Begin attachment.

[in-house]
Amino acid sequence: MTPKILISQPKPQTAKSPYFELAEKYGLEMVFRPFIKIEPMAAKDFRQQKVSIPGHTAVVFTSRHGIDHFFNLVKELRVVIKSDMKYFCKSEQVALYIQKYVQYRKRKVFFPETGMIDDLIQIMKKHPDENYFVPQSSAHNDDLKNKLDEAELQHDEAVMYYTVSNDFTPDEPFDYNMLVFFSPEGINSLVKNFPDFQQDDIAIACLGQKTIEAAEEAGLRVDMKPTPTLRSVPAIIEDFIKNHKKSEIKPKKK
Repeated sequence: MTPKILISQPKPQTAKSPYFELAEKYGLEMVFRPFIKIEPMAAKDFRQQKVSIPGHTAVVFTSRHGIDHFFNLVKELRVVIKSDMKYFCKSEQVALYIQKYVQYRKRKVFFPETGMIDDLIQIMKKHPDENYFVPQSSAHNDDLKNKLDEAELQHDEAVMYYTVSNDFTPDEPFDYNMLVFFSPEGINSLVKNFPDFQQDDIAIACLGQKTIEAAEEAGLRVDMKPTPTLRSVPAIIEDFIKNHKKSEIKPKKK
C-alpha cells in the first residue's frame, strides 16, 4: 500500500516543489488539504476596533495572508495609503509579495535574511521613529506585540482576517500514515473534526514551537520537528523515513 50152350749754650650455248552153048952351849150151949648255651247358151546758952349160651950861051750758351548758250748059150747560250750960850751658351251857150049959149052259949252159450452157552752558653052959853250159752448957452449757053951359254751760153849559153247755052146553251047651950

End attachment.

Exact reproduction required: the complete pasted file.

[in-house]
Amino acid sequence: MTPKILISQPKPQTAKSPYFELAEKYGLEMVFRPFIKIEPMAAKDFRQQKVSIPGHTAVVFTSRHGIDHFFNLVKELRVVIKSDMKYFCKSEQVALYIQKYVQYRKRKVFFPETGMIDDLIQIMKKHPDENYFVPQSSAHNDDLKNKLDEAELQHDEAVMYYTVSNDFTPDEPFDYNMLVFFSPEGINSLVKNFPDFQQDDIAIACLGQKTIEAAEEAGLRVDMKPTPTLRSVPAIIEDFIKNHKKSEIKPKKK
Repeated sequence: MTPKILISQPKPQTAKSPYFELAEKYGLEMVFRPFIKIEPMAAKDFRQQKVSIPGHTAVVFTSRHGIDHFFNLVKELRVVIKSDMKYFCKSEQVALYIQKYVQYRKRKVFFPETGMIDDLIQIMKKHPDENYFVPQSSAHNDDLKNKLDEAELQHDEAVMYYTVSNDFTPDEPFDYNMLVFFSPEGINSLVKNFPDFQQDDIAIACLGQKTIEAAEEAGLRVDMKPTPTLRSVPAIIEDFIKNHKKSEIKPKKK
C-alpha cells in the first residue's frame, strides 16, 4: 500500500516543489488539504476596533495572508495609503509579495535574511521613529506585540482576517500514515473534526514551537520537528523515513 50152350749754650650455248552153048952351849150151949648255651247358151546758952349160651950861051750758351548758250748059150747560250750960850751658351251857150049959149052259949252159450452157552752558653052959853250159752448957452449757053951359254751760153849559153247755052146553251047651950